Revolutionary female architects that shaped the Industry
Architecture has often been seen as an extremely male-dominated field. However, there are female architects who are changing the industry and are also working to ensure that young female architects feel inspired to keep going.
Eileen Gray (9th August 1878 – 31st October 1976) –
Eileen Gray was an Irish architect and furniture designer wo became a pioneer of the modern movement in architecture.
By 1921, Gray was romantically involved with Romanian architect and writer Jean Badovici. He encouraged her growing interest in architecture. From 1922/1923 to 1926 Gray created an informal architectural apprenticeship for herself as she never received any formal training as an architect.
In 1926, she started work on a new holiday home near Monaco to share with Badovici. The house was given the enigmatic name of E-1027. It was code for the lovers’ names; the E standing for Eileen, the 10 for J, meaning Jean, the 2 for B standing for Badovici. And the 7 for G standing for Gray.
E-1027 is a modernist villa in the Alpes-Maritimes department of France. It’s an L shaped, flat roofed villa with floor to ceiling windows and spiral staircases. It also had an open plan interior that mixed moving screens with fixed walls.
Gray only ever completed three more architectural projects. A house for herself near Castellar, a studio apartment in Paris for Badovici, and a final renovation project in St Tropez—before she passed away in the ’70s.
Dame Zaha Hadid (31st October 1950 – 31st March 2016) –
Dame Zaha Hadid was an Iraqi-British architect, artist, and designer, recognised as a major figure in architecture.
For many years, Hadid was a “paper architect.” But during this time, she established her reputation through her drawings, paintings, and by teaching architecture internationally at schools. In the ’90s, her work was finally given the chance to be realised in physical form by way of the Vitra Fire Station.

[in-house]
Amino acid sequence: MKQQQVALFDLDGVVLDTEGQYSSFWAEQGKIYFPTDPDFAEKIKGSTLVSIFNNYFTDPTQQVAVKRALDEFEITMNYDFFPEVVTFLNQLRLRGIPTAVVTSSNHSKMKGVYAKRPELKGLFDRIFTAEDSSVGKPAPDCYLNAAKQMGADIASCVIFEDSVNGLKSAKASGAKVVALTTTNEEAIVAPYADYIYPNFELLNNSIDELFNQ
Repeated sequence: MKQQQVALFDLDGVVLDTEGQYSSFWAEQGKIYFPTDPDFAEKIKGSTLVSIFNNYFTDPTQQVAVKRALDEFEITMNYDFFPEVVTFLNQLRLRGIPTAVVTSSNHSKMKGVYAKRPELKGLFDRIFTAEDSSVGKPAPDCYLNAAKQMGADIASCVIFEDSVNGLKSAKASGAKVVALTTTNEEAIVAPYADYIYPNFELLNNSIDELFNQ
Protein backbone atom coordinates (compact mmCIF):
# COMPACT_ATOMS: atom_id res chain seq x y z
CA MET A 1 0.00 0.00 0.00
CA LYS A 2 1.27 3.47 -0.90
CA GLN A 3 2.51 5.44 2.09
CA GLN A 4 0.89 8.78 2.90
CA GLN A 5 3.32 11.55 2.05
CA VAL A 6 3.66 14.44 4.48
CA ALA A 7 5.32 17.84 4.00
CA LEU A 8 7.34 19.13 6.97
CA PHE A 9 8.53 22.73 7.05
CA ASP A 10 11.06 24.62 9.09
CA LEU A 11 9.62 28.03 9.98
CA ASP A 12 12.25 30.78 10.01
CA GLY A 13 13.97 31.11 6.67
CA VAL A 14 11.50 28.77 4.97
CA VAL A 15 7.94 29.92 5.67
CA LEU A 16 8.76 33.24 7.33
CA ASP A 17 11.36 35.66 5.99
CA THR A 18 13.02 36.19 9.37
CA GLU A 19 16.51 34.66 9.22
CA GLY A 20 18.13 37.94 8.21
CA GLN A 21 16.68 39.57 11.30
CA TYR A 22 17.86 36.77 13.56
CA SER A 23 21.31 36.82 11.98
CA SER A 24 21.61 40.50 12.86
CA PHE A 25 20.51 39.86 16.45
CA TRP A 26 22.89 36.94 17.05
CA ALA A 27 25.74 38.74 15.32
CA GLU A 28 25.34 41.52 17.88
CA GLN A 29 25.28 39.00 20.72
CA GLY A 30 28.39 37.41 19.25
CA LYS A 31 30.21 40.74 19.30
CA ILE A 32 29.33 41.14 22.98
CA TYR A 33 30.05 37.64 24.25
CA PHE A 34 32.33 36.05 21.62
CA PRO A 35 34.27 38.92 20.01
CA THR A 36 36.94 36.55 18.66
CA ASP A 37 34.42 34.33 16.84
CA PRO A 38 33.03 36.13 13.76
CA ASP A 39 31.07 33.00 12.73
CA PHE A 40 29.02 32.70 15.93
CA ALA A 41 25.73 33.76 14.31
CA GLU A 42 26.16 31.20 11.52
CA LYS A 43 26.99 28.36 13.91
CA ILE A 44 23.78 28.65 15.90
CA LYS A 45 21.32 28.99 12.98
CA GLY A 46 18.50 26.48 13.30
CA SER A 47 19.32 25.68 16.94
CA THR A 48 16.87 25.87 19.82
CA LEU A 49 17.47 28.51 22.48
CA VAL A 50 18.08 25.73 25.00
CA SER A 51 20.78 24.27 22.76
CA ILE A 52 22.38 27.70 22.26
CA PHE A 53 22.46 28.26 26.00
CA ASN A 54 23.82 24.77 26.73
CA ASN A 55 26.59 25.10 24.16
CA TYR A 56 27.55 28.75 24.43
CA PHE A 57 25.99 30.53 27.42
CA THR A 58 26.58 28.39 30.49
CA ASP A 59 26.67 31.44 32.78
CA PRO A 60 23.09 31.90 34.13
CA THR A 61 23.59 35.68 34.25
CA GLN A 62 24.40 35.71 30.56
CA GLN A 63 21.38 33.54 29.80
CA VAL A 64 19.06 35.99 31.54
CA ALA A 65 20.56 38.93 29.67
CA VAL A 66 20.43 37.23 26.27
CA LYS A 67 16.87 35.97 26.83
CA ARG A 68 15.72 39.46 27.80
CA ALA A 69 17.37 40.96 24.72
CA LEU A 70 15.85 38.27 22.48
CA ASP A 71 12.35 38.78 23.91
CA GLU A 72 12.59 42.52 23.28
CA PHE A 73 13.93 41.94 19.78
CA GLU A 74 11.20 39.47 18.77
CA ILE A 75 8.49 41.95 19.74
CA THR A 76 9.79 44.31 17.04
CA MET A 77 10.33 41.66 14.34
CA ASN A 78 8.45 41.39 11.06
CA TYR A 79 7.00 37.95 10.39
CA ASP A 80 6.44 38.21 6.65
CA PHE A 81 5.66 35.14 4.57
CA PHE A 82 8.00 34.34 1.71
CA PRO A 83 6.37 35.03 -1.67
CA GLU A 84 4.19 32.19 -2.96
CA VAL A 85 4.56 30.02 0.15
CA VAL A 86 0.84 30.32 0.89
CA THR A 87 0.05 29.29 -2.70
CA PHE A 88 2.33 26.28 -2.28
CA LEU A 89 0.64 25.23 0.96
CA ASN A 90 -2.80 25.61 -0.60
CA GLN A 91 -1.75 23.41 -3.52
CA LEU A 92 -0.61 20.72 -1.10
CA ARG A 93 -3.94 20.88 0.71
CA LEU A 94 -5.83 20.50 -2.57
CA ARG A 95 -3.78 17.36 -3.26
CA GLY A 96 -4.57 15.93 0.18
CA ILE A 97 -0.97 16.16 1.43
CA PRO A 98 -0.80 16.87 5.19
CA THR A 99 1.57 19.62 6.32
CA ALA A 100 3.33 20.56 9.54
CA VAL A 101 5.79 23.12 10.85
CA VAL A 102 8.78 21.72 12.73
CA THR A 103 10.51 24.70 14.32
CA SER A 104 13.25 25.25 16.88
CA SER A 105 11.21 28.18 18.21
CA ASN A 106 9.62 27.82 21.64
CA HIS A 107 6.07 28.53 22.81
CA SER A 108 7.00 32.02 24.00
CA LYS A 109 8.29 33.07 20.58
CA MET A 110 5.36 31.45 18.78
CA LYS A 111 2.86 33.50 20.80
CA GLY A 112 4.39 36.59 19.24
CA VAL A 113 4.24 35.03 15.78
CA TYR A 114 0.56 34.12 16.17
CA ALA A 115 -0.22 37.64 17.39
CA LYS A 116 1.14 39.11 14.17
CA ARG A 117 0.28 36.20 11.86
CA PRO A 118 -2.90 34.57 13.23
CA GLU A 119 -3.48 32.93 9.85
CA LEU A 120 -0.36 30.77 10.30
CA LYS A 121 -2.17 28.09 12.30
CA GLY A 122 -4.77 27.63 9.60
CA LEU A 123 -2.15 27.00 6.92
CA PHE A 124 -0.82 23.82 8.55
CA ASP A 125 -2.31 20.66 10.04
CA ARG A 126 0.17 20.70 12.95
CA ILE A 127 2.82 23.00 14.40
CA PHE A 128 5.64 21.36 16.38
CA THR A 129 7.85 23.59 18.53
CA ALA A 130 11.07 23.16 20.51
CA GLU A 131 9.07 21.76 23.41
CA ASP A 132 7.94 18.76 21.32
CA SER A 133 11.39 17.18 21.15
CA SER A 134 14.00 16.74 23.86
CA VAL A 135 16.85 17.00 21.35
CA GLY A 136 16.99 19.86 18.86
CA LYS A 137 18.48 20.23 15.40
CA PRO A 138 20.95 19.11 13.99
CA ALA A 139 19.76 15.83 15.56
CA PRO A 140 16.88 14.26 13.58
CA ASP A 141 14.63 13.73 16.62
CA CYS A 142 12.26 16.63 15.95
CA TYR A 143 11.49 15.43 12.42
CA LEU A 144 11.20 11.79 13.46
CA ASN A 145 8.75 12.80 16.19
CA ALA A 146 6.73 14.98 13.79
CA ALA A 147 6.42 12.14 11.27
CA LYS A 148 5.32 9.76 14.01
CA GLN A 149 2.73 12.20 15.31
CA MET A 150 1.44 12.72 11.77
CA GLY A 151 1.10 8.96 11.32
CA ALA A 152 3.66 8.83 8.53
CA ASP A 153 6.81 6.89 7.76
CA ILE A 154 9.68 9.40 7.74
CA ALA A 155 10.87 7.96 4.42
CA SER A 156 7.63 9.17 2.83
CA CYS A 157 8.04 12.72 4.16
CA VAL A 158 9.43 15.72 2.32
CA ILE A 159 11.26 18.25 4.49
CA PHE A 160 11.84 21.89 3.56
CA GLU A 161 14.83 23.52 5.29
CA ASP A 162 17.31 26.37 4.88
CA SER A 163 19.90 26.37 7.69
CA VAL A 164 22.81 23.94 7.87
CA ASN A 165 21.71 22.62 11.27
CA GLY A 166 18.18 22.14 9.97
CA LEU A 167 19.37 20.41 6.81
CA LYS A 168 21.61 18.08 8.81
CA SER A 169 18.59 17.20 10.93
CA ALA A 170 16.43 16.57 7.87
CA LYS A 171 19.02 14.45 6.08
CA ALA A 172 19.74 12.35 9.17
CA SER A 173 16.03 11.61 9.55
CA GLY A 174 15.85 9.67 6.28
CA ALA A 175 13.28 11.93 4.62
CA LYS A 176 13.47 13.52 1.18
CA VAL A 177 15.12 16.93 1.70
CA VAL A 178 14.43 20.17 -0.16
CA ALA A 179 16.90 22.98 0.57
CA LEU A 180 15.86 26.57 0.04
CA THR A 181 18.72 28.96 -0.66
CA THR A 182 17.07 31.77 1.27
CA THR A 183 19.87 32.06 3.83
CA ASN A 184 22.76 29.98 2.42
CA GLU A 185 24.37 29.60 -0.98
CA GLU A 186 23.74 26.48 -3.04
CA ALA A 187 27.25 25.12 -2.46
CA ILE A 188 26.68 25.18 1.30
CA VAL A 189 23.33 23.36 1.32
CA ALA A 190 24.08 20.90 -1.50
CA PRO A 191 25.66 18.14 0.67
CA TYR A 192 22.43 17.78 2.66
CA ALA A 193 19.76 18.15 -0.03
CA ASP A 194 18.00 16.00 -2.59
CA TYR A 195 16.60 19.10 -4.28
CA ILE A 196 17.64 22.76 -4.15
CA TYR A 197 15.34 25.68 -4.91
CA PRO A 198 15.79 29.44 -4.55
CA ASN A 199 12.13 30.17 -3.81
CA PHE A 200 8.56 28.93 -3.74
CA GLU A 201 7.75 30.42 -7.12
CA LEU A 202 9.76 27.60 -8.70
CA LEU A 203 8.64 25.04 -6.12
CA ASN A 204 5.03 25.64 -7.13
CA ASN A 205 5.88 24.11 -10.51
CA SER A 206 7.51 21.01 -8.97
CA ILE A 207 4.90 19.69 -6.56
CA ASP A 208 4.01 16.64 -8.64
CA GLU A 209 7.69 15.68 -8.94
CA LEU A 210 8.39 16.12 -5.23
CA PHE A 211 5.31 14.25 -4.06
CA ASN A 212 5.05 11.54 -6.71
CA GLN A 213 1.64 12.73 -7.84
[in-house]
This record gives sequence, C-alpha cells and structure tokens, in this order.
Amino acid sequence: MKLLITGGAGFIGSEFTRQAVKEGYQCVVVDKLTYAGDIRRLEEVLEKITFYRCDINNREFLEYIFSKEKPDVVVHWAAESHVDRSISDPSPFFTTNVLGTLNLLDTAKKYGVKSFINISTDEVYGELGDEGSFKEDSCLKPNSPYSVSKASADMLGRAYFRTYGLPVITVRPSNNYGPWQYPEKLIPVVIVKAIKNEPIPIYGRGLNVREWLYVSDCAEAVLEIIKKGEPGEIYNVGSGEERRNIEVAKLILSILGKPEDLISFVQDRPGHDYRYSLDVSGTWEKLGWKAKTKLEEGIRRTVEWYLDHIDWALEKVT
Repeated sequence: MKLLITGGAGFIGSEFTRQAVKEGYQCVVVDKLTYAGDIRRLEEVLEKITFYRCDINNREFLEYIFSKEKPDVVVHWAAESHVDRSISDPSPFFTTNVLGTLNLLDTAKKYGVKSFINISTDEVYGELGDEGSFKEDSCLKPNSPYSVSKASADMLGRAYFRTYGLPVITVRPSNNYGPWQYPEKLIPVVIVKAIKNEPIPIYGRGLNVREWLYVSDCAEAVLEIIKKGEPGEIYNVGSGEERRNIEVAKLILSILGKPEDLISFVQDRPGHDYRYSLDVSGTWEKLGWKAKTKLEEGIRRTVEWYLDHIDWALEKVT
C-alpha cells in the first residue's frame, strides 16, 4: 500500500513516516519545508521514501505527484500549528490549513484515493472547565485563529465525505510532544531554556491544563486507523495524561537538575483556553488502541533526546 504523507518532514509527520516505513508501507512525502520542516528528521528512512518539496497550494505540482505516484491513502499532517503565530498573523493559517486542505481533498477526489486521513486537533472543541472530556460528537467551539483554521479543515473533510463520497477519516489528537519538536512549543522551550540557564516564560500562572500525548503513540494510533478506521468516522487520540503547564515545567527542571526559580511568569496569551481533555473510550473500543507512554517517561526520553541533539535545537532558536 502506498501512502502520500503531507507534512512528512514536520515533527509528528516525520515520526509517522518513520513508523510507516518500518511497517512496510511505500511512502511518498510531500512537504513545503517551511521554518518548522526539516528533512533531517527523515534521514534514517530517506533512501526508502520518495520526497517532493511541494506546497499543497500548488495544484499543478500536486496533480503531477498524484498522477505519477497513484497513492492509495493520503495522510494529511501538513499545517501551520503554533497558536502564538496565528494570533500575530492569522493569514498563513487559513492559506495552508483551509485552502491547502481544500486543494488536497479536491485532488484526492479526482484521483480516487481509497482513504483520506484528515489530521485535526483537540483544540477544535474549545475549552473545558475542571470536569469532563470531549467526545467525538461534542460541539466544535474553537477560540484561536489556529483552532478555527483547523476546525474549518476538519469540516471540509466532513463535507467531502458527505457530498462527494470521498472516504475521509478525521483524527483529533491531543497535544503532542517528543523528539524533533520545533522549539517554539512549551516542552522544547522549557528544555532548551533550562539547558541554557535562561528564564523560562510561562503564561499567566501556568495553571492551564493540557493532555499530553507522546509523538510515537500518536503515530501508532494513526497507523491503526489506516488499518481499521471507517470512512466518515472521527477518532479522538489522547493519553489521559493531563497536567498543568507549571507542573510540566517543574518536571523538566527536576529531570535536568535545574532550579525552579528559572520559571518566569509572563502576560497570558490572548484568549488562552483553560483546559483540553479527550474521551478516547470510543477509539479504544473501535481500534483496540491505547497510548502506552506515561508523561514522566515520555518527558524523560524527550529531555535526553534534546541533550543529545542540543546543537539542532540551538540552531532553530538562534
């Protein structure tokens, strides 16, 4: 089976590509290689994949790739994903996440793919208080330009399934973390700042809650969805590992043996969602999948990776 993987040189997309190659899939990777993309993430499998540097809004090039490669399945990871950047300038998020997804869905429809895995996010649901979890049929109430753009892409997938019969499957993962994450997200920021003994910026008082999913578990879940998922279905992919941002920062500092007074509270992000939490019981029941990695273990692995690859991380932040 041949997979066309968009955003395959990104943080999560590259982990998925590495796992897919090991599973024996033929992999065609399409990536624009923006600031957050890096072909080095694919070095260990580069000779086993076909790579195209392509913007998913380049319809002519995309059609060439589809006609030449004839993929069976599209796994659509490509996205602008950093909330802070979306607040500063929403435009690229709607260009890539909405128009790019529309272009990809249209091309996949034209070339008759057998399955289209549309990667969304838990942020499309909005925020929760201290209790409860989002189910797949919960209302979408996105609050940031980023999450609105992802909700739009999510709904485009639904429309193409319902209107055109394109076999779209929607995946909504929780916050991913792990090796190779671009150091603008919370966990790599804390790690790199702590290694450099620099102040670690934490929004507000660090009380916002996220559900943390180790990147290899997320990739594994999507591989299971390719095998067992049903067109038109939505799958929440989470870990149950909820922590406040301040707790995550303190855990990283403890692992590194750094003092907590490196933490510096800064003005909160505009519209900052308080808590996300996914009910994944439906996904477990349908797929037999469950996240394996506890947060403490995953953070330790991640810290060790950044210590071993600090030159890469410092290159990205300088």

More work followed in Europe, each more ambitious than the next. Including the Rosenthal Center for Contemporary Art in Cincinnati, Ohio and the Bergisel Ski-Jump on Bergisel Mountain in Innsbruck, Austria. The New York Times called the former the “most important American building to be completed since the Cold War” and marked the first American museum designed by a woman.
A year after the completion of the art museum, Hadid was awarded the Pritzker Prize in 2004. Not only was she the first woman to receive the prize, Hadid began to attract more media attention as well as higher profile clients.
Denise Scott Brown (3rd October 1931 – Present) –
Denise Scott Brown is considered to be one of the most highly influential female architects. She was then a partner at Venturi Scott Brown Architects. She shaped most of the 20th century’s architecture. Furthermore, Denise refers to herself as the grandmother of architecture. Some of her highly acclaimed designs are of buildings such as the Sainsbury Wing of the London’s National Gallery, Provincial Capitol Building of Toulouse and Seattle Art Museum.